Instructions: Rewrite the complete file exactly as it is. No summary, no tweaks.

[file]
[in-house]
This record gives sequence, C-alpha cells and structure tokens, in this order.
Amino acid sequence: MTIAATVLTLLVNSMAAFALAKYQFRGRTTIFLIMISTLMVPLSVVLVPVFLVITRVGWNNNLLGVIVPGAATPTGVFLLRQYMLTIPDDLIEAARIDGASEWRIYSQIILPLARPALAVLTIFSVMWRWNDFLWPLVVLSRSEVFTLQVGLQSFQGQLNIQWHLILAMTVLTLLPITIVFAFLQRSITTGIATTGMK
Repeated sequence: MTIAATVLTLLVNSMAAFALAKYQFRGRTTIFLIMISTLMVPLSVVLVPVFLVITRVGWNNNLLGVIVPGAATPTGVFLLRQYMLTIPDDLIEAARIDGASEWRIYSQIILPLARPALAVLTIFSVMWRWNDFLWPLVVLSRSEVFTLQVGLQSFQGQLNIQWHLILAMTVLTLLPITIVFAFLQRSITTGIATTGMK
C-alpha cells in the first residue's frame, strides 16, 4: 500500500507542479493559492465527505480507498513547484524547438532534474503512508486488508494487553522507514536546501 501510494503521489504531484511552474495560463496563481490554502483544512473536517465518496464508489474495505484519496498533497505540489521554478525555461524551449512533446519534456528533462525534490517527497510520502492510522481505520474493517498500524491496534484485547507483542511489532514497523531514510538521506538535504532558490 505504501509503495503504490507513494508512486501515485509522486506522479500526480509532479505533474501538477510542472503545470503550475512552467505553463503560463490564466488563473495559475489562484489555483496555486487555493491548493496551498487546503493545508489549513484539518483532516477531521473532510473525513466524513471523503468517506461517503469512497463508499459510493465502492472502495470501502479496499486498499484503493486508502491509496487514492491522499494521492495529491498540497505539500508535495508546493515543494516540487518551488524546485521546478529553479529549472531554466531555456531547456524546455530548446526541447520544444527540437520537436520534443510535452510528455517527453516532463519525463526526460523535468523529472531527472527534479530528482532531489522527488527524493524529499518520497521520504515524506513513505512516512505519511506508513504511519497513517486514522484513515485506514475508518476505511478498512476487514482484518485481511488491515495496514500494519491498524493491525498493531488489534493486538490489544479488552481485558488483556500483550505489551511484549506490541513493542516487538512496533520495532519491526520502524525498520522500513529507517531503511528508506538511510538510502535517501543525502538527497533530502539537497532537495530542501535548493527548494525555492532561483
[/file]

[in-house]
This record gives sequence, C-alpha cells and structure tokens, in this order.
Amino acid sequence: MTIAATVLTLLVNSMAAFALAKYQFRGRTTIFLIMISTLMVPLSVVLVPVFLVITRVGWNNNLLGVIVPGAATPTGVFLLRQYMLTIPDDLIEAARIDGASEWRIYSQIILPLARPALAVLTIFSVMWRWNDFLWPLVVLSRSEVFTLQVGLQSFQGQLNIQWHLILAMTVLTLLPITIVFAFLQRSITTGIATTGMK
Repeated sequence: MTIAATVLTLLVNSMAAFALAKYQFRGRTTIFLIMISTLMVPLSVVLVPVFLVITRVGWNNNLLGVIVPGAATPTGVFLLRQYMLTIPDDLIEAARIDGASEWRIYSQIILPLARPALAVLTIFSVMWRWNDFLWPLVVLSRSEVFTLQVGLQSFQGQLNIQWHLILAMTVLTLLPITIVFAFLQRSITTGIATTGMK
C-alpha cells in the first residue's frame, strides 16, 4: 500500500507542479493559492465527505480507498513547484524547438532534474503512508486488508494487553522507514536546501 501510494503521489504531484511552474495560463496563481490554502483544512473536517465518496464508489474495505484519496498533497505540489521554478525555461524551449512533446519534456528533462525534490517527497510520502492510522481505520474493517498500524491496534484485547507483542511489532514497523531514510538521506538535504532558490 505504501509503495503504490507513494508512486501515485509522486506522479500526480509532479505533474501538477510542472503545470503550475512552467505553463503560463490564466488563473495559475489562484489555483496555486487555493491548493496551498487546503493545508489549513484539518483532516477531521473532510473525513466524513471523503468517506461517503469512497463508499459510493465502492472502495470501502479496499486498499484503493486508502491509496487514492491522499494521492495529491498540497505539500508535495508546493515543494516540487518551488524546485521546478529553479529549472531554466531555456531547456524546455530548446526541447520544444527540437520537436520534443510535452510528455517527453516532463519525463526526460523535468523529472531527472527534479530528482532531489522527488527524493524529499518520497521520504515524506513513505512516512505519511506508513504511519497513517486514522484513515485506514475508518476505511478498512476487514482484518485481511488491515495496514500494519491498524493491525498493531488489534493486538490489544479488552481485558488483556500483550505489551511484549506490541513493542516487538512496533520495532519491526520502524525498520522500513529507517531503511528508506538511510538510502535517501543525502538527497533530502539537497532537495530542501535548493527548494525555492532561483